ICT Applications for Healthcare
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ICT Applications for Healthcare ICT Applications for Healthcare Presentation Transcript

  • ICT Applications for Healthcare MUICT Seminar Nawanan Theera-Ampornpunt, M.D., Ph.D. Faculty of Medicine Ramathibodi Hospital May 28, 2014 SlideShare.net/Nawanan
  • 2 A Bit About Myself... 2003 M.D. (First-Class Honors) (Ramathibodi) 2009 M.S. in Health Informatics (U of MN) 2011 Ph.D. in Health Informatics (U of MN) 2012 Certified HL7 CDA Specialist • Deputy Executive Director for Informatics (CIO/CMIO) Chakri Naruebodindra Medical Institute • Lecturer, Department of Community Medicine Faculty of Medicine Ramathibodi Hospital Mahidol University nawanan.the@mahidol.ac.th http://groups.google.com/group/ThaiHealthIT
  • 3 Outline • Healthcare & Information • Why We Need ICT in Healthcare • Health IT & eHealth • Some ICT Applications • A Dream for Healthcare • Food for Thought for ICT Folks • Q&A
  • 4 Let’s take a look at these pictures...
  • 5Image Source: Guardian.co.uk Manufacturing
  • 6Image Source: http://www.oknation.net/blog/phuketpost/2013/10/19/entry-3 Banking
  • 7ER - Image Source: nj.com Healthcare (on TV)
  • 8 Healthcare (At an undisclosed nearby hospital)
  • 9 • Life-or-Death • Difficult to automate human decisions – Nature of business – Many & varied stakeholders – Evolving standards of care • Fragmented, poorly-coordinated systems • Large, ever-growing & changing body of knowledge • High volume, low resources, little time Why Healthcare Isn’t Like Any Others
  • 10 Back to something simple...
  • 11 What Clinicians Want? To treat & to care for their patients to their best abilities, given limited time & resources Image Source: http://en.wikipedia.org/wiki/File:Newborn_Examination_1967.jpg (Nevit Dilmen)
  • 12 High Quality Care • Safe • Timely • Effective • Patient-Centered • Efficient • Equitable Institute of Medicine, Committee on Quality of Health Care in America. Crossing the quality chasm: a new health system for the 21st century. Washington, DC: National Academy Press; 2001. 337 p.
  • 13 Information is Everywhere in Healthcare Shortliffe EH. Biomedical informatics in the education of physicians. JAMA. 2010 Sep 15;304(11):1227-8.
  • 14 “Information” in Medicine Shortliffe EH. Biomedical informatics in the education of physicians. JAMA. 2010 Sep 15;304(11):1227-8.
  • 15 Outline “Information” in Healthcare • Why We Need ICT in Healthcare • Health IT & eHealth • Some ICT Applications • A Dream for Healthcare • Food for Thought for ICT Folks • Q&A
  • 16 Why We Need ICT in Healthcare? #1: Because information is everywhere in healthcare
  • 17 (IOM, 2001)(IOM, 2000) (IOM, 2011) Landmark IOM Reports
  • 18 Patient Safety • To Err is Human (IOM, 2000) reported that: – 44,000 to 98,000 people die in U.S. hospitals each year as a result of preventable medical mistakes – Mistakes cost U.S. hospitals $17 billion to $29 billion yearly – Individual errors are not the main problem – Faulty systems, processes, and other conditions lead to preventable errors Health IT Workforce Curriculum Version 3.0/Spring 2012 Introduction to Healthcare and Public Health in the US: Regulating Healthcare - Lecture d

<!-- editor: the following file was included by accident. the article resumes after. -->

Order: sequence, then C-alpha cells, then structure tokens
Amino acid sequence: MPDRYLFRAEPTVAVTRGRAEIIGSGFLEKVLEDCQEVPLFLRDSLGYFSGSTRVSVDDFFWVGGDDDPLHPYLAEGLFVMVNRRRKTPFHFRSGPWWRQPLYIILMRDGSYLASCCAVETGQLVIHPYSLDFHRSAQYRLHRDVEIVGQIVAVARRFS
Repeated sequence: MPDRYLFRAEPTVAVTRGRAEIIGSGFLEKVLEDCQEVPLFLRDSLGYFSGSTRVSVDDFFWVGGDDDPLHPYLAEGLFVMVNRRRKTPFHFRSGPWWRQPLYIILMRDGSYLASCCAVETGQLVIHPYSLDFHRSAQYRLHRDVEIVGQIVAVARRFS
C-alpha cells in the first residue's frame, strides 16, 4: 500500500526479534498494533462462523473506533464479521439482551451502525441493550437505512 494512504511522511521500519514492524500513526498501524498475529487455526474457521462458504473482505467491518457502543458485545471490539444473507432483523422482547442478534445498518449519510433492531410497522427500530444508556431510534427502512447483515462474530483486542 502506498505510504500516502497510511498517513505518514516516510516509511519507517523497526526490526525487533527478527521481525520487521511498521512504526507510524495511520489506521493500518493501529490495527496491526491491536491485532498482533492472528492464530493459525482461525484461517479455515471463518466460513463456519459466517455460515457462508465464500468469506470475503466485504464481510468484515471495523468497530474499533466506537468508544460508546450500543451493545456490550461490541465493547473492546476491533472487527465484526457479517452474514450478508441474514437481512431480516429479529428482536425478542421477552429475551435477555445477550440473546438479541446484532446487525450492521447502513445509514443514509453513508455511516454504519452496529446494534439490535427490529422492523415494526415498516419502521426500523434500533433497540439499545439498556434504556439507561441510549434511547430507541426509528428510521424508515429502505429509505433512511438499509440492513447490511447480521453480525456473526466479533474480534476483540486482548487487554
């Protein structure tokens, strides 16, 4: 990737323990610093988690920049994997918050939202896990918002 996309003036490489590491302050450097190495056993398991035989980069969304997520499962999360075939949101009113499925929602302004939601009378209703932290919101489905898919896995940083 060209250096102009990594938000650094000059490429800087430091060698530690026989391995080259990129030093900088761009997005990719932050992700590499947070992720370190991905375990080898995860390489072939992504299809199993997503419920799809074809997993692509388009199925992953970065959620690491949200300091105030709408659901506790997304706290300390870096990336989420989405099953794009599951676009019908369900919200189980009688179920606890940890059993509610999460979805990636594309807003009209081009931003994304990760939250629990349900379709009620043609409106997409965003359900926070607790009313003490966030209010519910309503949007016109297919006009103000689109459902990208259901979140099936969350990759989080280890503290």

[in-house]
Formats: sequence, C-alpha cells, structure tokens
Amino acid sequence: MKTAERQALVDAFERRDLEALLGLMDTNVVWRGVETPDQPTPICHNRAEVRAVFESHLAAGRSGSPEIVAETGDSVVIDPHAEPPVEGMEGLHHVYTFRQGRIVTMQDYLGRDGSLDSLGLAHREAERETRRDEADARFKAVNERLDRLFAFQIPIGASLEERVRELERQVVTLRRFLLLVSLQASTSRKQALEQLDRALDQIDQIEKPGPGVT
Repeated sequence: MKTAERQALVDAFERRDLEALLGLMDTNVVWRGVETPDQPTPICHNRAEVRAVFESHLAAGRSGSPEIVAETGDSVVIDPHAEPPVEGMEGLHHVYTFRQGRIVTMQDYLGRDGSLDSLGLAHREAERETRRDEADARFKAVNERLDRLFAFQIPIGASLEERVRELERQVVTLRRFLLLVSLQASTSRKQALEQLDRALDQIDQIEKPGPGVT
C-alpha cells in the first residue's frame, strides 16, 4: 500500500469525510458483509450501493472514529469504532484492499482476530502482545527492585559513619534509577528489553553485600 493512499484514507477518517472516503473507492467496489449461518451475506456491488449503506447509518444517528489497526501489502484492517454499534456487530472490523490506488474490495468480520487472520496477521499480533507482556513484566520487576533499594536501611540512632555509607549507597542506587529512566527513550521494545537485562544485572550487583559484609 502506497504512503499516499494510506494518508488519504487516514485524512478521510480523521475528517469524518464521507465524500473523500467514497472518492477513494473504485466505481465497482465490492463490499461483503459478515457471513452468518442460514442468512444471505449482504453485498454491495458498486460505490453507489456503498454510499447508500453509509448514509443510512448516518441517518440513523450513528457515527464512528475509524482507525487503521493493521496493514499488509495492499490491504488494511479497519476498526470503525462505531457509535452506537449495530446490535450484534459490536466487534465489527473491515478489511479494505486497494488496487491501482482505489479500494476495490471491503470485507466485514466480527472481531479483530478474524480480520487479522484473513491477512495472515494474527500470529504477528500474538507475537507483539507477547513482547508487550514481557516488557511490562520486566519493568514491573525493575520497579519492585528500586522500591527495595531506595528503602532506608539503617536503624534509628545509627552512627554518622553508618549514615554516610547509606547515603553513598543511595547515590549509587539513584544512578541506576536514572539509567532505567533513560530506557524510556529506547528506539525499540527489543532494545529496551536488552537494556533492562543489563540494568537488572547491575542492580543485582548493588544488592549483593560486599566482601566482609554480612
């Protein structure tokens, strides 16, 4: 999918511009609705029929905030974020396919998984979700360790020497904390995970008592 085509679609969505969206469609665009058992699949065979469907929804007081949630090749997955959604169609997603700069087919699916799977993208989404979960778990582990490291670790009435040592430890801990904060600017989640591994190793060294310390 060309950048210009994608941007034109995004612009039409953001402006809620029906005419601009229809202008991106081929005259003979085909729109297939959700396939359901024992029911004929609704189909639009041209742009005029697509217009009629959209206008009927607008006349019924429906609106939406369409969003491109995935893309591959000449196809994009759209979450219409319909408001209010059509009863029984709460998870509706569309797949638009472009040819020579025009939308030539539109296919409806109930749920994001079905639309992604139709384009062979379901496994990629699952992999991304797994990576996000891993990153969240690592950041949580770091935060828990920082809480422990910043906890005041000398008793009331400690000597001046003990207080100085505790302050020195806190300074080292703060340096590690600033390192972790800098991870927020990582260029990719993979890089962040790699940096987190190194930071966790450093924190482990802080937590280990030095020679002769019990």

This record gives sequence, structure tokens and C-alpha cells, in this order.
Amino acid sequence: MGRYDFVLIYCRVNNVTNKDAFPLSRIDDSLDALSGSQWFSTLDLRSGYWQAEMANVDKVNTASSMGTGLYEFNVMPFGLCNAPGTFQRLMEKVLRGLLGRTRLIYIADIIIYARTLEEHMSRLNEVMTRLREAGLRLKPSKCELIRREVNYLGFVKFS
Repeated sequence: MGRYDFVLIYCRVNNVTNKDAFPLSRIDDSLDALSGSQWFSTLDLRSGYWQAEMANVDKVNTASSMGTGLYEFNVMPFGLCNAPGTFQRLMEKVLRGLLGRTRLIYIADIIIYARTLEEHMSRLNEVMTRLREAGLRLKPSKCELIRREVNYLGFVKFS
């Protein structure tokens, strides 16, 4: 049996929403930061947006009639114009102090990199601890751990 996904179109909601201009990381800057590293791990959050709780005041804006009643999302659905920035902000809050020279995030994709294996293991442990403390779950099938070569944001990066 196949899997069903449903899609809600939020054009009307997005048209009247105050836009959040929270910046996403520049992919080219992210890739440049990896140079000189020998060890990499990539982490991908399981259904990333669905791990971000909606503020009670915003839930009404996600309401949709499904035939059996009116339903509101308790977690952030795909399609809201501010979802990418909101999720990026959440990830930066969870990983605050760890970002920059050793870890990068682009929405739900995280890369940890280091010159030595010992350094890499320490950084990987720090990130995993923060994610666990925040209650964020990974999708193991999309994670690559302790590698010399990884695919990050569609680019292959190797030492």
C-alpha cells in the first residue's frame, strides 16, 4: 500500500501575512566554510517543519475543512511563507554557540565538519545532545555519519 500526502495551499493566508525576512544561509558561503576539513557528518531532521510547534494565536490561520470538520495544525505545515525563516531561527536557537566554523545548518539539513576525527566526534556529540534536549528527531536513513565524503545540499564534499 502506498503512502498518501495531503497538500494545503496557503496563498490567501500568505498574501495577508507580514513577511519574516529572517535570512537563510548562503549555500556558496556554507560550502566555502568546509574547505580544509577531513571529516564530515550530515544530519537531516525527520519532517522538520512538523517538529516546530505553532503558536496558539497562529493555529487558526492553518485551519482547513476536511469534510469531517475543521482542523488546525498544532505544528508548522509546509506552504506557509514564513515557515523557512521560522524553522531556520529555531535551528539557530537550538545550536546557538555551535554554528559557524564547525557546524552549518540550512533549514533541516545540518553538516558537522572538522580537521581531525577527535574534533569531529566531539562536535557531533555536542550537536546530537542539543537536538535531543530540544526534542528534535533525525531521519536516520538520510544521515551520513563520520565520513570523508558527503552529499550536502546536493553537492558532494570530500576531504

• 19 IOM Reports Summary • Humans are not perfect and are bound to make errors • Highlight problems in U.S. health care system that systematically contributes to medical errors and poor quality • Recommends reform • Health IT plays a role in improving patient safety
  • 20 Image Source: (Left) http://docwhisperer.wordpress.com/2007/05/31/sleepy-heads/ (Right) http://graphics8.nytimes.com/images/2008/12/05/health/chen_600.jpg To Err is Human 1: Attention
  • 21Image Source: Suthan Srisangkaew, Department of Pathology, Facutly of Medicine Ramathibodi Hospital, Mahidol University To Err is Human 2: Memory
  • 22 To Err is Human 3: Cognition • Cognitive Errors - Example: Decoy Pricing The Economist Purchase Options • Economist.com subscription $59 • Print subscription $125 • Print & web subscription $125 Ariely (2008) 16 0 84 The Economist Purchase Options • Economist.com subscription $59 • Print & web subscription $125 68 32 # of People # of People
  • 23 • It already happens.... (Mamede et al., 2010; Croskerry, 2003; Klein, 2005; Croskerry, 2013) What If This Happens in Healthcare?
  • 24 Cognitive Biases in Healthcare Mamede S, van Gog T, van den Berge K, Rikers RM, van Saase JL, van Guldener C, Schmidt HG. Effect of availability bias and reflective reasoning on diagnostic accuracy among internal medicine residents. JAMA. 2010 Sep 15;304(11):1198-203.
  • 25 Cognitive Biases in Healthcare Croskerry P. The importance of cognitive errors in diagnosis and strategies to minimize them. Acad Med. 2003 Aug;78(8):775-80.
  • 26 Cognitive Biases in Healthcare Klein JG. Five pitfalls in decisions about diagnosis and prescribing. BMJ. 2005 Apr 2;330(7494):781-3. “Everyone makes mistakes. But our reliance on cognitive processes prone to bias makes treatment errors more likely than we think”
  • 27 • Medication Errors – Drug Allergies – Drug Interactions • Ineffective or inappropriate treatment • Redundant orders • Failure to follow clinical practice guidelines Common Errors
  • 28 Why We Need ICT in Healthcare? #2: Because healthcare is error-prone and technology can help